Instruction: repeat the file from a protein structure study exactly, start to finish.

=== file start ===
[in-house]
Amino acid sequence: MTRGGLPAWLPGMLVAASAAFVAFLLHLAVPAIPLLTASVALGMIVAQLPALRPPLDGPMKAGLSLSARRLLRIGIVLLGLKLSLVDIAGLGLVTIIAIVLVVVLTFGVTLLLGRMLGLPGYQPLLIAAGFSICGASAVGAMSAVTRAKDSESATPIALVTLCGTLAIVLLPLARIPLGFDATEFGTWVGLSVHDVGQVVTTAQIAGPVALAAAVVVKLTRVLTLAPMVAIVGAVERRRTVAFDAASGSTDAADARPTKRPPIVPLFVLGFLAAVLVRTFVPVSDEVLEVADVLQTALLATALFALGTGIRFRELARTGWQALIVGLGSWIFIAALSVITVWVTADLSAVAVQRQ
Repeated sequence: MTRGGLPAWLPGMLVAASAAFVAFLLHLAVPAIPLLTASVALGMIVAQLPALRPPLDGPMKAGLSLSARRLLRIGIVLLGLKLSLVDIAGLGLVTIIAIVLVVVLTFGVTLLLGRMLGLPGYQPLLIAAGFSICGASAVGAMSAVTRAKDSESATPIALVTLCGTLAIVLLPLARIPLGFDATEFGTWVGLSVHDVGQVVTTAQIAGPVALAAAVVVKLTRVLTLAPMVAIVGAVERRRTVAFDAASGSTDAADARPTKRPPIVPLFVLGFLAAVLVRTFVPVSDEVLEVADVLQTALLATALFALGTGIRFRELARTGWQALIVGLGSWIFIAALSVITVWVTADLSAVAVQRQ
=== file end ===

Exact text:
[in-house]
Amino acid sequence: MTRGGLPAWLPGMLVAASAAFVAFLLHLAVPAIPLLTASVALGMIVAQLPALRPPLDGPMKAGLSLSARRLLRIGIVLLGLKLSLVDIAGLGLVTIIAIVLVVVLTFGVTLLLGRMLGLPGYQPLLIAAGFSICGASAVGAMSAVTRAKDSESATPIALVTLCGTLAIVLLPLARIPLGFDATEFGTWVGLSVHDVGQVVTTAQIAGPVALAAAVVVKLTRVLTLAPMVAIVGAVERRRTVAFDAASGSTDAADARPTKRPPIVPLFVLGFLAAVLVRTFVPVSDEVLEVADVLQTALLATALFALGTGIRFRELARTGWQALIVGLGSWIFIAALSVITVWVTADLSAVAVQRQ
Repeated sequence: MTRGGLPAWLPGMLVAASAAFVAFLLHLAVPAIPLLTASVALGMIVAQLPALRPPLDGPMKAGLSLSARRLLRIGIVLLGLKLSLVDIAGLGLVTIIAIVLVVVLTFGVTLLLGRMLGLPGYQPLLIAAGFSICGASAVGAMSAVTRAKDSESATPIALVTLCGTLAIVLLPLARIPLGFDATEFGTWVGLSVHDVGQVVTTAQIAGPVALAAAVVVKLTRVLTLAPMVAIVGAVERRRTVAFDAASGSTDAADARPTKRPPIVPLFVLGFLAAVLVRTFVPVSDEVLEVADVLQTALLATALFALGTGIRFRELARTGWQALIVGLGSWIFIAALSVITVWVTADLSAVAVQRQ